Having raised almost $600,000 in the fight against cancer, Kent Oliver was recognized as this year’s Humanitarian of the Year by the Junior Auxiliary of Hattiesburg.
Oliver is founder of Laughs4Life, a philanthropic organization supporting cancer research and patient quality of life.
Each year, the Hattiesburg chapter recognizes an area individual who has shared his or her time and talents to enhance the community and its citizens through selfless acts of service.
Oliver accepted news of the humanitarian honor with modesty and thankfulness, noting his personal journey of adversity with a cancer diagnosis four years ago which gave him the idea to share light and laughter with those battling cancer as well.
“I’m incredibly honored to be recognized by Junior Auxiliary for this award,” Oliver said. “To be selected by this organization and those individuals who were past recipients of this award is very humbling to me. The community of Hattiesburg was so supportive of my family and me in our time of need. We wanted to give back and do something to be there for others in their time of need too.”
Laughs4Life is annual night of headlining comedy that brings hundreds of people together each year
In just four years, Laughs4Life has raised nearly $600,000 to further cancer research and enhance patient quality of life.
“The culture of Laughs4Life is simple,” Oliver said. “It’s a smile, and smiles can be very powerful things. As we talk about recognizing humanitarianism, a smile can do a lot, much more than people often realize, to help people deal with difficult circumstances.”
At 34 years of age, Oliver was diagnosed with a form of cancer called Multiple Myeloma. As a husband and father of two young girls, family and friends came to support him and his wife, Candace, during this unexpected journey. After months of treatment and a stem cell transplant, Kent persevered to gain his health back.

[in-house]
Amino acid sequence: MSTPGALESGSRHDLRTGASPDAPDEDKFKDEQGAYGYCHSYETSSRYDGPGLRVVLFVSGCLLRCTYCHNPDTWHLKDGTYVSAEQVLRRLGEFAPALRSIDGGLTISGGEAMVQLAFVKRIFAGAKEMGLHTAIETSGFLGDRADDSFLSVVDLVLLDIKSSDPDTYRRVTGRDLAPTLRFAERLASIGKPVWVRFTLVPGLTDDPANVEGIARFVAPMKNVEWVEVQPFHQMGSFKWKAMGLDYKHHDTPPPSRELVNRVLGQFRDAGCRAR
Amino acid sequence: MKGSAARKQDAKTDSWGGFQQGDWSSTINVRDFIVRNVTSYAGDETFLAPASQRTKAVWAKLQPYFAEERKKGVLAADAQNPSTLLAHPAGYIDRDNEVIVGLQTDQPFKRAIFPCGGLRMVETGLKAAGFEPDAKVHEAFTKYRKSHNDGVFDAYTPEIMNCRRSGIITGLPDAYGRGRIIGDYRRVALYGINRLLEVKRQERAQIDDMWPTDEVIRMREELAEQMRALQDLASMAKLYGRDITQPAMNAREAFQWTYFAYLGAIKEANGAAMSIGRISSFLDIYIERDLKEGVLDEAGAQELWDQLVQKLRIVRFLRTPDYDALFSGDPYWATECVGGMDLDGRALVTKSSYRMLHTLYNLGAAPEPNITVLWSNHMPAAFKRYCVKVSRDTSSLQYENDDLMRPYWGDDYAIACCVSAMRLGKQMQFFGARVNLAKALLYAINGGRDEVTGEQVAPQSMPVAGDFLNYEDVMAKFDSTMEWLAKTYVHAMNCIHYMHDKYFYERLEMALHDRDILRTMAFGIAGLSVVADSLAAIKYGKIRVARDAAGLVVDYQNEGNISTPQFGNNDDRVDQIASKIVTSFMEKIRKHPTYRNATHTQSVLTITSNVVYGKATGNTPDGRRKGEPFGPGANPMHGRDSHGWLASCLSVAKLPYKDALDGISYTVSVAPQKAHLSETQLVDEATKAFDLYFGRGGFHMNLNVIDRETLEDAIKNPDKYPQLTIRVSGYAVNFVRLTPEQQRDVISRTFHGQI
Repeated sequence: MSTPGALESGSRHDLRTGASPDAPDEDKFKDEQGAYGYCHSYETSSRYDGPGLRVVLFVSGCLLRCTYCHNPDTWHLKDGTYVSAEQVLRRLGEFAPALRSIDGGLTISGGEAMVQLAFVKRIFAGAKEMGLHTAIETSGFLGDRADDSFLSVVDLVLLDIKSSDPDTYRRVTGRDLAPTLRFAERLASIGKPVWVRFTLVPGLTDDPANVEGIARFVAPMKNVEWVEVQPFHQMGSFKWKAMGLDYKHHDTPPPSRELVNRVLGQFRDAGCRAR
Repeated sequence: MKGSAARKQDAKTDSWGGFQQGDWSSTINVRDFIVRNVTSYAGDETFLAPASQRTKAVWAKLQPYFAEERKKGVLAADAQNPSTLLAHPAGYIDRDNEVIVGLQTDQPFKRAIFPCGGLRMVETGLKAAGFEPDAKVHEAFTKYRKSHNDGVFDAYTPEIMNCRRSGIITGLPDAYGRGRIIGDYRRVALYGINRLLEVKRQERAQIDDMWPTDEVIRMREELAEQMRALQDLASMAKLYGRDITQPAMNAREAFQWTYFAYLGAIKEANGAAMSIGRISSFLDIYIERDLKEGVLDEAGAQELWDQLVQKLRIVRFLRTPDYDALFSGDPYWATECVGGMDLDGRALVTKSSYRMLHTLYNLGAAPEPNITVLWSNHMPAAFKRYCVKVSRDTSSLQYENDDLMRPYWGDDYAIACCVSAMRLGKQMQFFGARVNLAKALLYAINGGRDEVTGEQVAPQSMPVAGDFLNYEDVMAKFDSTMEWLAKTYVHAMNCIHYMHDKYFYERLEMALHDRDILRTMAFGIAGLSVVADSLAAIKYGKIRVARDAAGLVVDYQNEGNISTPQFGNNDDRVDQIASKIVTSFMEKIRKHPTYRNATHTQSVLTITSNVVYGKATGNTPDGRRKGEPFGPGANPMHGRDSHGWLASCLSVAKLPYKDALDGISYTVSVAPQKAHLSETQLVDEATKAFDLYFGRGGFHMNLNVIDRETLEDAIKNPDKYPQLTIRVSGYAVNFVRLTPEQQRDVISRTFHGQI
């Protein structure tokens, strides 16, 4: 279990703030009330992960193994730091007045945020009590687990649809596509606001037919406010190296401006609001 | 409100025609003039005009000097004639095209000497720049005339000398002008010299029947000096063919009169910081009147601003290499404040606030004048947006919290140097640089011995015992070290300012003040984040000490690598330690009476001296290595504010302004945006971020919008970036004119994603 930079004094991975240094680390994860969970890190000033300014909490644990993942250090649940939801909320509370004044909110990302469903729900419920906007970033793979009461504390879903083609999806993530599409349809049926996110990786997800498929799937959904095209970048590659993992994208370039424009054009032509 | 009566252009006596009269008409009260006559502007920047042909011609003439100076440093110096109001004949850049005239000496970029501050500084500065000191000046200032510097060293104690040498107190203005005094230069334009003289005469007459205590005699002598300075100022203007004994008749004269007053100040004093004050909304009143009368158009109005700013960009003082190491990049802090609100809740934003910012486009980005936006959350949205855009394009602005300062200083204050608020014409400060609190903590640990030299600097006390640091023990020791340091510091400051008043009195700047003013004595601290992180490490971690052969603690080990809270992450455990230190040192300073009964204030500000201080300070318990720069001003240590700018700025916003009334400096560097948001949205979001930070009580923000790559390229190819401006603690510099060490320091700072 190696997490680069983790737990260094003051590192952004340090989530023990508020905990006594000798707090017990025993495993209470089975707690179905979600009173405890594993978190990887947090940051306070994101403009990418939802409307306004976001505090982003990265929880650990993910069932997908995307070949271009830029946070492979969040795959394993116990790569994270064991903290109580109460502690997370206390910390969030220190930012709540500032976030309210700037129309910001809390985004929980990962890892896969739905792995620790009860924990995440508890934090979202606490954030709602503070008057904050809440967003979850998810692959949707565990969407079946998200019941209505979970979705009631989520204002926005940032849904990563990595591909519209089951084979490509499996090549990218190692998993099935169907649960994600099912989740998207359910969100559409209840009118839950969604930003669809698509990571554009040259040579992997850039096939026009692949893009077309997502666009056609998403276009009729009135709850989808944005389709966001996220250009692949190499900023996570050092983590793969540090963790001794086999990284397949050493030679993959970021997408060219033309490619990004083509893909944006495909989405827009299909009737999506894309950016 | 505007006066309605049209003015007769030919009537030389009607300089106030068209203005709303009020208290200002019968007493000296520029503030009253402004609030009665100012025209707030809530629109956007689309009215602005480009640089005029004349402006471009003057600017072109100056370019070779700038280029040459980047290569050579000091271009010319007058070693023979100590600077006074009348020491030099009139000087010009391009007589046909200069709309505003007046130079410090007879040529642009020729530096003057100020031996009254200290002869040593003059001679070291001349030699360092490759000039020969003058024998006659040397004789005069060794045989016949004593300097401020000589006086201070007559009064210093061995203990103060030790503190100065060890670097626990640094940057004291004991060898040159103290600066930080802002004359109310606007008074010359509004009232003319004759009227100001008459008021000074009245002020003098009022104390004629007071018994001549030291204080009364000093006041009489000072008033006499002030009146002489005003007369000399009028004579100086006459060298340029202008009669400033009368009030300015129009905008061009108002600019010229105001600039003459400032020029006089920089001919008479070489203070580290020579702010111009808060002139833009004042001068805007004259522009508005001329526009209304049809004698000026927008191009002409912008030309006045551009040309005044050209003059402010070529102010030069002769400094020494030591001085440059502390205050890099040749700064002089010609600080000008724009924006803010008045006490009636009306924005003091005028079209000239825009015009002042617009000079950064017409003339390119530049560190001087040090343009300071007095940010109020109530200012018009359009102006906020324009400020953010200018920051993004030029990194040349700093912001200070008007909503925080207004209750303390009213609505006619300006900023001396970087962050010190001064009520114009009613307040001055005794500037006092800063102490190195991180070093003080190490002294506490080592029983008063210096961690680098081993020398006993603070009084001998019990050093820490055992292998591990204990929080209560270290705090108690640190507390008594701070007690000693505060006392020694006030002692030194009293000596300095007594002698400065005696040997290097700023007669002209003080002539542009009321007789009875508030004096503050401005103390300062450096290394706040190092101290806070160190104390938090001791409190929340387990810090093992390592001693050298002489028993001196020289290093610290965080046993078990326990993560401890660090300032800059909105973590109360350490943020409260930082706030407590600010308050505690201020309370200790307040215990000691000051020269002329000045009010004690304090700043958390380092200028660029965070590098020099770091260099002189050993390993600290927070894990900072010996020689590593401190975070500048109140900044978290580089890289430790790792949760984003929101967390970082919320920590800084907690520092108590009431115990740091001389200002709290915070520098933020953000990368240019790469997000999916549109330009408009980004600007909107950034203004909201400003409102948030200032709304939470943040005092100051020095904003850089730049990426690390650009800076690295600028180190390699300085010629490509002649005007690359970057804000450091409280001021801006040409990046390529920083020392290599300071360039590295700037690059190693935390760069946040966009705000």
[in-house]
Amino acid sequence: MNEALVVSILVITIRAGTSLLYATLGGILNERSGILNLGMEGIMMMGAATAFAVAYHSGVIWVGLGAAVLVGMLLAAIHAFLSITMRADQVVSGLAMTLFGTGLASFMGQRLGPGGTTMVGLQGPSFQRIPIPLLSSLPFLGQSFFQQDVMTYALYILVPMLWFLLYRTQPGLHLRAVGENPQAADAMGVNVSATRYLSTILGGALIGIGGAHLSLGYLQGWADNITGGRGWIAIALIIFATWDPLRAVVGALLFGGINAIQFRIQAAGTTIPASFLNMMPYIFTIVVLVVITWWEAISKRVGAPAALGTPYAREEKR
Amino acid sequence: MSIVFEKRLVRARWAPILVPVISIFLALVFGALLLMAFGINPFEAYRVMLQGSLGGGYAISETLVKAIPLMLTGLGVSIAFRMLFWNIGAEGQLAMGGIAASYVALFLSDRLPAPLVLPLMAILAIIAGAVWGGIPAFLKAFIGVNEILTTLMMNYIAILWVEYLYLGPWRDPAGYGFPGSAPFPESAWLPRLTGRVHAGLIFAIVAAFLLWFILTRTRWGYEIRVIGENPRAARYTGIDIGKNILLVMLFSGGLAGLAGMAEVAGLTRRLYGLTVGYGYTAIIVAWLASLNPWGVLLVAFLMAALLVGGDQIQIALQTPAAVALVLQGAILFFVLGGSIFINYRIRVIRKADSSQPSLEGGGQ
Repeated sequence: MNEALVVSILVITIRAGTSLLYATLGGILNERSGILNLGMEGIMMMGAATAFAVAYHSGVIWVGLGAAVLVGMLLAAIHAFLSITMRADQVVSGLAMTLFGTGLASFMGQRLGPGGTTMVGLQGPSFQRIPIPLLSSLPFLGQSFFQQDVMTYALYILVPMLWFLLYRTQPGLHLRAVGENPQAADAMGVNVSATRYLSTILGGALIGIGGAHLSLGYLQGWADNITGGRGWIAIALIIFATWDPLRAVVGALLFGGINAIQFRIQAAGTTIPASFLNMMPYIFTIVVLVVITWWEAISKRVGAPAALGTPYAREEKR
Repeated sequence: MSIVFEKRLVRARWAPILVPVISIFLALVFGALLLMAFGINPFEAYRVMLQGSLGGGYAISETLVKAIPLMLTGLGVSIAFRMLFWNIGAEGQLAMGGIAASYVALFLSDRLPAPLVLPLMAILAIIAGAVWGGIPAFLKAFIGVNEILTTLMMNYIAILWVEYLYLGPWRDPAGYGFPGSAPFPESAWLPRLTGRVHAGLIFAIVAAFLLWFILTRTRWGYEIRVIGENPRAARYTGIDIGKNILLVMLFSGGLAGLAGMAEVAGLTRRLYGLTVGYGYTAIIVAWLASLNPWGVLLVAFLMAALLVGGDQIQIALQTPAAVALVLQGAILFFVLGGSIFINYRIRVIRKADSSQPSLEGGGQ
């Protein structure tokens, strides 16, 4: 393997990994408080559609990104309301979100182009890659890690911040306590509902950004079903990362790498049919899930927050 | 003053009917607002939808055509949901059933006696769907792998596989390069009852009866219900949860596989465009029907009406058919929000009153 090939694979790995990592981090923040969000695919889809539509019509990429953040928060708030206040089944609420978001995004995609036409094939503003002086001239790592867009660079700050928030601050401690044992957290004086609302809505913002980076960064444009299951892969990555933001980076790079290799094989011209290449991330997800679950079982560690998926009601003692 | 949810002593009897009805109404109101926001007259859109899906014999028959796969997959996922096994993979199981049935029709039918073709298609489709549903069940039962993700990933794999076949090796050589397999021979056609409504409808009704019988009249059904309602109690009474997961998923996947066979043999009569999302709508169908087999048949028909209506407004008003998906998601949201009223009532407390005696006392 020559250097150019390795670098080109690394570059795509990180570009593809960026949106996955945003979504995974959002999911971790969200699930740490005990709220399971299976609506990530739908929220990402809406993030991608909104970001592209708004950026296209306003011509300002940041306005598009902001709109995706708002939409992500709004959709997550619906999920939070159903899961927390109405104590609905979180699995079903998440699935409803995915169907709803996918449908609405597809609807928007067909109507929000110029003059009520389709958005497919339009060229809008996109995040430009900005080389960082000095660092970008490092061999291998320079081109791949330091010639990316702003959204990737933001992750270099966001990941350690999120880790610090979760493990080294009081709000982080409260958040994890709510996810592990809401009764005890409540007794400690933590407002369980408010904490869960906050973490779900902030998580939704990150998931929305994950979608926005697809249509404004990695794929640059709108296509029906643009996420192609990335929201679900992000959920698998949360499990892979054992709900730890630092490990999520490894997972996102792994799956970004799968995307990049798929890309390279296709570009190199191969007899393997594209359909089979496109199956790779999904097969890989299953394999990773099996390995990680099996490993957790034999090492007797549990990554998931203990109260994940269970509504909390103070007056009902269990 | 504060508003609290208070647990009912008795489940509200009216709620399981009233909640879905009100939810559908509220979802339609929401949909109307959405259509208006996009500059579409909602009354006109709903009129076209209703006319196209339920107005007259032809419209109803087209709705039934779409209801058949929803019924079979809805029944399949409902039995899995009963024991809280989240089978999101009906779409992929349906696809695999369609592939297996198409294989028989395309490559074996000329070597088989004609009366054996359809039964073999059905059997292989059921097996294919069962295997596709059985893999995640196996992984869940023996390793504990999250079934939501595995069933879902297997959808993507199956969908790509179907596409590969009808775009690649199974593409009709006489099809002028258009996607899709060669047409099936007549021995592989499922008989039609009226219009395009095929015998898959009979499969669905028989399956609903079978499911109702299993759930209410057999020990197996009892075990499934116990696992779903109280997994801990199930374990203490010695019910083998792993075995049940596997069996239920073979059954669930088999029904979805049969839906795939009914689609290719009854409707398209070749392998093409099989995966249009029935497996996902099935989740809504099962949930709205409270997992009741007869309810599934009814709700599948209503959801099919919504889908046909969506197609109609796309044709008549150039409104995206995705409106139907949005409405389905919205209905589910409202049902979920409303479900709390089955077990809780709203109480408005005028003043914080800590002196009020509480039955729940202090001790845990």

During this time, Oliver quickly realized how good it felt to laugh and understood the therapeutic need to laugh during a hard fight against cancer. He says his kids were 6 months and two-years-old at the time, and palliative care was something he also became very passionate about.
“Quality of life care is so important and managing significant illness to have a high quality of life while undergoing treatment became a huge priority to me,” Oliver said. “I wanted to continue being a dad the way I was before I got this diagnosis. My wife and I quickly realized we aren’t always promised a lot in life, so it is important to keep perspective and appreciate what we have. We learned first-hand that people are hurting and need support and hope as they battle cancer too,” Oliver said.
As the Junior Auxiliary Humanitarian of the Year, Oliver received a $500 grant to be donated to Laughs4Life.
“Through Laughs4Life, Kent’s humanitarian and financial contributions to cancer research and patient care are impressive and humbling,” JA President Mary Clayton Dunn said. “Kent is passionate about his family and community, and that fuels his desire to support cancer research and ensuring a high quality of life for patients undergoing treatments. It is our honor to acknowledge his humanitarian efforts as our recipient this year for the light and hope he shares with others,” Dunn said.
This past year, Laughs4Life raised $140,287 for cancer research with a portion of that money staying in Hattiesburg. The local impact of Laughs4Life includes providing financial support for patient navigation at Forrest General Cancer Center, palliative care seminars for Forrest General Health providers, and funding new equipment for the Radiation Oncology Department, which allows for more comfort and precision in treating breast cancer.
Additionally, with his fundraising help through Laughs4Life, the new patient and family wing of the Blaire E. Batson Hospital will provide smiles to both children and families through creative art therapy.
“A cancer diagnosis is something that stays with you throughout your life. With kids, it’s that realization that even with great healthcare options, with Batson and other providers doing a tremendous job, it’s still something that stays with them forever – both emotionally and financially,” Oliver said.